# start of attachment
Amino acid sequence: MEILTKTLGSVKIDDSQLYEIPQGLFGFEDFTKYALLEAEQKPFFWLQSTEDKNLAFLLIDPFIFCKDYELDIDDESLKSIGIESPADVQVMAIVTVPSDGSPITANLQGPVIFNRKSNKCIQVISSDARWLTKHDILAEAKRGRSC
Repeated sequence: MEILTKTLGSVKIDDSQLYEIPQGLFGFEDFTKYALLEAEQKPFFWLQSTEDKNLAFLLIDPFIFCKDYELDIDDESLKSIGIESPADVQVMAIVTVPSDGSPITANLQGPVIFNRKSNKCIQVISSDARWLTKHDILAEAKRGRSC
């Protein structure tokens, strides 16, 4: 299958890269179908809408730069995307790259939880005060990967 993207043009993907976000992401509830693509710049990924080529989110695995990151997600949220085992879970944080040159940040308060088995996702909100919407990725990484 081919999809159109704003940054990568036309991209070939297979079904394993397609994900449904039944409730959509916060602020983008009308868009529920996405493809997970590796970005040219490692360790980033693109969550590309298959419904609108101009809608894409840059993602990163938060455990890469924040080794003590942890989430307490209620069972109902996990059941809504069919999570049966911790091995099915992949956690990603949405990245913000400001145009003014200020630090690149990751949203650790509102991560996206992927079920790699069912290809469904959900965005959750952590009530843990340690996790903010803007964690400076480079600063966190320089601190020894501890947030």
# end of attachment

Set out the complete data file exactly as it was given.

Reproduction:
Amino acid sequence: MEILTKTLGSVKIDDSQLYEIPQGLFGFEDFTKYALLEAEQKPFFWLQSTEDKNLAFLLIDPFIFCKDYELDIDDESLKSIGIESPADVQVMAIVTVPSDGSPITANLQGPVIFNRKSNKCIQVISSDARWLTKHDILAEAKRGRSC
Repeated sequence: MEILTKTLGSVKIDDSQLYEIPQGLFGFEDFTKYALLEAEQKPFFWLQSTEDKNLAFLLIDPFIFCKDYELDIDDESLKSIGIESPADVQVMAIVTVPSDGSPITANLQGPVIFNRKSNKCIQVISSDARWLTKHDILAEAKRGRSC
């Protein structure tokens, strides 16, 4: 299958890269179908809408730069995307790259939880005060990967 993207043009993907976000992401509830693509710049990924080529989110695995990151997600949220085992879970944080040159940040308060088995996702909100919407990725990484 081919999809159109704003940054990568036309991209070939297979079904394993397609994900449904039944409730959509916060602020983008009308868009529920996405493809997970590796970005040219490692360790980033693109969550590309298959419904609108101009809608894409840059993602990163938060455990890469924040080794003590942890989430307490209620069972109902996990059941809504069919999570049966911790091995099915992949956690990603949405990245913000400001145009003014200020630090690149990751949203650790509102991560996206992927079920790699069912290809469904959900965005959750952590009530843990340690996790903010803007964690400076480079600063966190320089601190020894501890947030």